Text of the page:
]. Such a practical problem-solving approach enables the researcher to undertake empirical confirmation of the consequences of changes in practice. In this project, action research methodology was used to link theory and practice regarding transportation price and costing.
3.1. Estimation of Costs Using Transport-Logistical and Economic Models
The study here concerns collection and transport of WEEE in the Oslo region. The focus is a relatively simple operation involving the transfer of WEEE from 23 collection points to a single delivery point outside the region itself, as shown in Figure 1
. Over the year, around 3300 tonnes of WEEE were transported. The collection points varied in size and scope. Nearly 80% of the total mass collected came from the four highest-volume sites; these were visited on at least a weekly basis. Most other sites were visited 1–2 times per month. Across all sites, most collections ranged from a few hundred kilograms up to several tonnes in mass, with some of the higher-volume sites having larger collections (up to 20 tonnes) from time to time.
As described previously [4
], the required driving distance for trucks of a specific capacity (in this case, 17 tonnes net) to complete the annual collection/delivery duty was calculated as a reverse-logistical vehicle routeing problem in the ArcGIS software environment. The distance driven should be a function of service level—meaning the extent to which WEEE is collected on-demand at the customer’s convenience, as opposed to when it is most efficient for the transporter. However, the previous work [4
] established that actual transport work does not vary greatly with service level for urban environments with relatively densely clustered collection points. For simplicity, the calculations here assumed “minimum service” meaning maximum efficiency for the transporter. This is a relatively safe assumption here; it would be much less so in rural locations with collection points tens or even hundreds of kilometres apart. The total transport duty was found to be 14,465 km. This is a key parameter in the calculation of costs (also see [4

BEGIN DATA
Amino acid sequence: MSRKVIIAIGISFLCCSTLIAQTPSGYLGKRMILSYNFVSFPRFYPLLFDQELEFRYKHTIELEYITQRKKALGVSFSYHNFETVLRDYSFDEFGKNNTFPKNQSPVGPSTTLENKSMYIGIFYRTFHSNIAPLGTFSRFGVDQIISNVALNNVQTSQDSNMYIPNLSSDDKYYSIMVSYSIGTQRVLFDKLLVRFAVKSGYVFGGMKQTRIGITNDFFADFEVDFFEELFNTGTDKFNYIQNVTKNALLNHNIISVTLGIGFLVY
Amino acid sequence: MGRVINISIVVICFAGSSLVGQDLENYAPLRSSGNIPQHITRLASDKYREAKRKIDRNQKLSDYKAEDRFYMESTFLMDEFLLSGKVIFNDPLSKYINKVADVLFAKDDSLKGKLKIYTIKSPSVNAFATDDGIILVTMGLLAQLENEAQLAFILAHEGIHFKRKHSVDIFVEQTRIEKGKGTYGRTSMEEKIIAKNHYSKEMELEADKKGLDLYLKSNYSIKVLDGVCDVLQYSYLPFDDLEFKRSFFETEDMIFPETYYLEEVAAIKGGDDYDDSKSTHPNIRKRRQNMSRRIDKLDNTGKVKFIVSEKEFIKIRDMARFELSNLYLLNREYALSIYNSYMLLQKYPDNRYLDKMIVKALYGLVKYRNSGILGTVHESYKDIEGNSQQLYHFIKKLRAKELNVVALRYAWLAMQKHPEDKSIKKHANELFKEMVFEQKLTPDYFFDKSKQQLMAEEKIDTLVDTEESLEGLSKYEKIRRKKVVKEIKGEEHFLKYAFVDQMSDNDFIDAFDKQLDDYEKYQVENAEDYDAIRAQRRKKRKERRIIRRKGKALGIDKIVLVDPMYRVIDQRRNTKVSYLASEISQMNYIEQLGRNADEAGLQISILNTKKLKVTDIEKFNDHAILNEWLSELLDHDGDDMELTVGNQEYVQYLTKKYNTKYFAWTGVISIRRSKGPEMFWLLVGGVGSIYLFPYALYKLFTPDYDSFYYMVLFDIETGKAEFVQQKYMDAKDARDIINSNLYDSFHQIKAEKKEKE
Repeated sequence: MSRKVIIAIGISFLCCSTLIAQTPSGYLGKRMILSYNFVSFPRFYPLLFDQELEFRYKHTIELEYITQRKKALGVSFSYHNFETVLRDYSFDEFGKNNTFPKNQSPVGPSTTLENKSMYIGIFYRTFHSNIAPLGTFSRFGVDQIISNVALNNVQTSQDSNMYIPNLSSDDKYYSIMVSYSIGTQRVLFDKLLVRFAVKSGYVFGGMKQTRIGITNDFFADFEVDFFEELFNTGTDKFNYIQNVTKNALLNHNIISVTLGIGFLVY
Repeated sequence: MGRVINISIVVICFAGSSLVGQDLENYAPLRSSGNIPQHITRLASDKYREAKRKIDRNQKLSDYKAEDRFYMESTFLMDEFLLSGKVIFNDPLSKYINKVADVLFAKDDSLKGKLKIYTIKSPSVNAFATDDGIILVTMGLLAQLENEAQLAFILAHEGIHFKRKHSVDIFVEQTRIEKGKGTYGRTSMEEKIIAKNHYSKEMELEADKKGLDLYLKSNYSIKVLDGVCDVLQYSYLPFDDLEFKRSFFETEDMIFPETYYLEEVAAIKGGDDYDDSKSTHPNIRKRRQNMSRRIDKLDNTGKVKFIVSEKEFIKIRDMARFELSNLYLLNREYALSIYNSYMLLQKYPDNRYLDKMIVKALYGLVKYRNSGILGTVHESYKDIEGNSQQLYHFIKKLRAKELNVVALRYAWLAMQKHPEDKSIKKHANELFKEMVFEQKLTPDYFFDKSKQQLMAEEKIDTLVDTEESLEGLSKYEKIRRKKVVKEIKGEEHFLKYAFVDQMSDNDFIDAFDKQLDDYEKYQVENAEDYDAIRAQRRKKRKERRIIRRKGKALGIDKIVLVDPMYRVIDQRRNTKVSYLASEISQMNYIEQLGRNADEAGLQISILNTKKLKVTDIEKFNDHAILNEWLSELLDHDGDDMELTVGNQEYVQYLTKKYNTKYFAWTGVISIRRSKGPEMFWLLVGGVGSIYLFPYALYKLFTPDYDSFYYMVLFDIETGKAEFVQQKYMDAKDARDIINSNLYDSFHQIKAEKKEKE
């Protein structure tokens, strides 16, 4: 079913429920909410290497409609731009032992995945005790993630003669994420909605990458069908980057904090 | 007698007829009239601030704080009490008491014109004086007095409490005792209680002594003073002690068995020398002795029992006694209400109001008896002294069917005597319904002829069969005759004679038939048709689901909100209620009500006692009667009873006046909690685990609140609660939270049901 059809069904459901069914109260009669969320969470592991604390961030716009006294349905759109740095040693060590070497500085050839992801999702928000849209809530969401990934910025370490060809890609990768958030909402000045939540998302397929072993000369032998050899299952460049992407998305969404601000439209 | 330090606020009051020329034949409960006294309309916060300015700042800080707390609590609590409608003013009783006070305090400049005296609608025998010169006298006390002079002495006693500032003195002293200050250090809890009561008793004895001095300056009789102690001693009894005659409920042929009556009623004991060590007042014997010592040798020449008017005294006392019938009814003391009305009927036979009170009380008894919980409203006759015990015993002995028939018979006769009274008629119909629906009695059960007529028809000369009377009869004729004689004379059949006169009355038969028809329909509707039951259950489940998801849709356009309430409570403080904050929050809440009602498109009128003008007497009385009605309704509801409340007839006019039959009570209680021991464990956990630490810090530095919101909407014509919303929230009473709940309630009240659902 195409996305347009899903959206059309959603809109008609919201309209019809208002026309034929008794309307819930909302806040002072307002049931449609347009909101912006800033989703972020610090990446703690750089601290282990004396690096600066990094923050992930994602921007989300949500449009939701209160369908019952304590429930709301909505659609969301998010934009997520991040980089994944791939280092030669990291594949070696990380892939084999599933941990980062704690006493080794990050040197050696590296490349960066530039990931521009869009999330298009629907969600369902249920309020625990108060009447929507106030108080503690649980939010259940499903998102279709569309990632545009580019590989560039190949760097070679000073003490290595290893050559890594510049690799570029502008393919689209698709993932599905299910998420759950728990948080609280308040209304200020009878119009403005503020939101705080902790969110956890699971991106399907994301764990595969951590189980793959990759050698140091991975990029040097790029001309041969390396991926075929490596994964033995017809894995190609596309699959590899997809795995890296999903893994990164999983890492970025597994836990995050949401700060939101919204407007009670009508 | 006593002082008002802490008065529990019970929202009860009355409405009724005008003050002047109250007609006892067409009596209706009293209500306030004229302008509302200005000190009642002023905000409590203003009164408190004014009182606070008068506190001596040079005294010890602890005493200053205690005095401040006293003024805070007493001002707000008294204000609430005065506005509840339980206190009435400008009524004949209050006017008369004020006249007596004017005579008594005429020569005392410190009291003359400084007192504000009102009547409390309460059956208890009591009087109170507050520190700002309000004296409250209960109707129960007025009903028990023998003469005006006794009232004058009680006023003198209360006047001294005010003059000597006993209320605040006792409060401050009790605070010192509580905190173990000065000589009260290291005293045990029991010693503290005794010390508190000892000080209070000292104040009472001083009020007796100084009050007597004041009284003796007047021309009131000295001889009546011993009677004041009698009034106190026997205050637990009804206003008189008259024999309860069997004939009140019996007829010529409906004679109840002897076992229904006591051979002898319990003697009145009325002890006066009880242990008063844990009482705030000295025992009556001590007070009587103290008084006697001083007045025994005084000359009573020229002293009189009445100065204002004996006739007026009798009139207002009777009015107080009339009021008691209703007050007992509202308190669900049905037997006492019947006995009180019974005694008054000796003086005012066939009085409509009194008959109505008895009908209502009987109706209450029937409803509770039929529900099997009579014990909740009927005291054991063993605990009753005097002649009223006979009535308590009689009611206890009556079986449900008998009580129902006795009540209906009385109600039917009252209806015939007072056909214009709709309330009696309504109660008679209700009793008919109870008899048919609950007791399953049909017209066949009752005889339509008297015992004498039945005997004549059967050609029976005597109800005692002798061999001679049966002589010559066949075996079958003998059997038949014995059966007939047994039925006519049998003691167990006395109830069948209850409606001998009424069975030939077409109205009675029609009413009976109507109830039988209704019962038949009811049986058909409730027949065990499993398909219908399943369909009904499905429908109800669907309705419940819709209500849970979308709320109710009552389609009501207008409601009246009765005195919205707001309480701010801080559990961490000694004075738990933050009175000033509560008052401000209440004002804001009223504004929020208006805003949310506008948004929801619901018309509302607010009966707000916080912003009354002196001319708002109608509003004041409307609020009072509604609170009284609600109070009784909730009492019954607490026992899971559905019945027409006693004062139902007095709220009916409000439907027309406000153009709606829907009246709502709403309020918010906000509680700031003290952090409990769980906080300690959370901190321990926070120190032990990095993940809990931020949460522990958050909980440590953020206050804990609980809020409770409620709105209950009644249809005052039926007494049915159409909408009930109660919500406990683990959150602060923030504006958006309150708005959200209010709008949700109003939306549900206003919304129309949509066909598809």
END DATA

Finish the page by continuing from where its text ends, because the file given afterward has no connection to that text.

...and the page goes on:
]). Costs are expressed in three categories:
Fixed costs (independent of driven distance)—depreciation of capital equipment, such as trucks and trailers, cost of capital, also insurance, administration and taxes;
Variable costs (directly dependent on driven distance)—fuel, maintenance and tyre replacement, all expressed directly per driven kilometre;
Salary costs (indirectly dependent on driven distance)—depends on the total operational time of the vehicle in hours and the average hourly staff rate.
We calculated the best estimate of true costs for this transport duty and the sensitivities to that estimate; the findings are given below.
3.2. Transparency Exercise with Agents